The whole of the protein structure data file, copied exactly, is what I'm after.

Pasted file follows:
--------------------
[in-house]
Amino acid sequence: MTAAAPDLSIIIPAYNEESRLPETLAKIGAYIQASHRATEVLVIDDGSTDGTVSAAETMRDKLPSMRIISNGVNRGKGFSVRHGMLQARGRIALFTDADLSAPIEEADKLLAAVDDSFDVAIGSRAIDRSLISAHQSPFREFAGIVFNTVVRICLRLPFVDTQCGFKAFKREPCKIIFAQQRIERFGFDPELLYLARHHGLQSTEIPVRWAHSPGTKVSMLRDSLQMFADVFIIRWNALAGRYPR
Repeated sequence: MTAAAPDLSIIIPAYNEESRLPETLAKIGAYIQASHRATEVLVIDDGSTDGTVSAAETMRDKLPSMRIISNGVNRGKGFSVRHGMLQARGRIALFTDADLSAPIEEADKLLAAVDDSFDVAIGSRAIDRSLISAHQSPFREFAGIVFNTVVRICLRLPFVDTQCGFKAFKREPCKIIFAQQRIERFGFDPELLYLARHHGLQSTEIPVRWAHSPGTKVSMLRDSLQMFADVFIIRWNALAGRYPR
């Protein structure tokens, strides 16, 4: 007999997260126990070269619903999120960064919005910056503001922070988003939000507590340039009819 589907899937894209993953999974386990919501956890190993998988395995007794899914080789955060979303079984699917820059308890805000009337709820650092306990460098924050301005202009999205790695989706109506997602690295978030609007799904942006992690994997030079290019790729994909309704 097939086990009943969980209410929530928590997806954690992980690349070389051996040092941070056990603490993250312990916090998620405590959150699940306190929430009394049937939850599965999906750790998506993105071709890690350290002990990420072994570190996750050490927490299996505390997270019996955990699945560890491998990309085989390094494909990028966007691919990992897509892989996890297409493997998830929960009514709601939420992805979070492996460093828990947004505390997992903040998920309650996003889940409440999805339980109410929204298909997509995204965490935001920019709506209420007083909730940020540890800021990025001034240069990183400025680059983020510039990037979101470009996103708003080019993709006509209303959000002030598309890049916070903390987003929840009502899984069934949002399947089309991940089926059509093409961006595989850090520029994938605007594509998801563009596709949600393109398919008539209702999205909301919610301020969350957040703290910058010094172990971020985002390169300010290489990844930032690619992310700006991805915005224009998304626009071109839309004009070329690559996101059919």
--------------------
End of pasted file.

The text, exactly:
[in-house]
Amino acid sequence: MTAAAPDLSIIIPAYNEESRLPETLAKIGAYIQASHRATEVLVIDDGSTDGTVSAAETMRDKLPSMRIISNGVNRGKGFSVRHGMLQARGRIALFTDADLSAPIEEADKLLAAVDDSFDVAIGSRAIDRSLISAHQSPFREFAGIVFNTVVRICLRLPFVDTQCGFKAFKREPCKIIFAQQRIERFGFDPELLYLARHHGLQSTEIPVRWAHSPGTKVSMLRDSLQMFADVFIIRWNALAGRYPR
Repeated sequence: MTAAAPDLSIIIPAYNEESRLPETLAKIGAYIQASHRATEVLVIDDGSTDGTVSAAETMRDKLPSMRIISNGVNRGKGFSVRHGMLQARGRIALFTDADLSAPIEEADKLLAAVDDSFDVAIGSRAIDRSLISAHQSPFREFAGIVFNTVVRICLRLPFVDTQCGFKAFKREPCKIIFAQQRIERFGFDPELLYLARHHGLQSTEIPVRWAHSPGTKVSMLRDSLQMFADVFIIRWNALAGRYPR
């Protein structure tokens, strides 16, 4: 007999997260126990070269619903999120960064919005910056503001922070988003939000507590340039009819 589907899937894209993953999974386990919501956890190993998988395995007794899914080789955060979303079984699917820059308890805000009337709820650092306990460098924050301005202009999205790695989706109506997602690295978030609007799904942006992690994997030079290019790729994909309704 097939086990009943969980209410929530928590997806954690992980690349070389051996040092941070056990603490993250312990916090998620405590959150699940306190929430009394049937939850599965999906750790998506993105071709890690350290002990990420072994570190996750050490927490299996505390997270019996955990699945560890491998990309085989390094494909990028966007691919990992897509892989996890297409493997998830929960009514709601939420992805979070492996460093828990947004505390997992903040998920309650996003889940409440999805339980109410929204298909997509995204965490935001920019709506209420007083909730940020540890800021990025001034240069990183400025680059983020510039990037979101470009996103708003080019993709006509209303959000002030598309890049916070903390987003929840009502899984069934949002399947089309991940089926059509093409961006595989850090520029994938605007594509998801563009596709949600393109398919008539209702999205909301919610301020969350957040703290910058010094172990971020985002390169300010290489990844930032690619992310700006991805915005224009998304626009071109839309004009070329690559996101059919």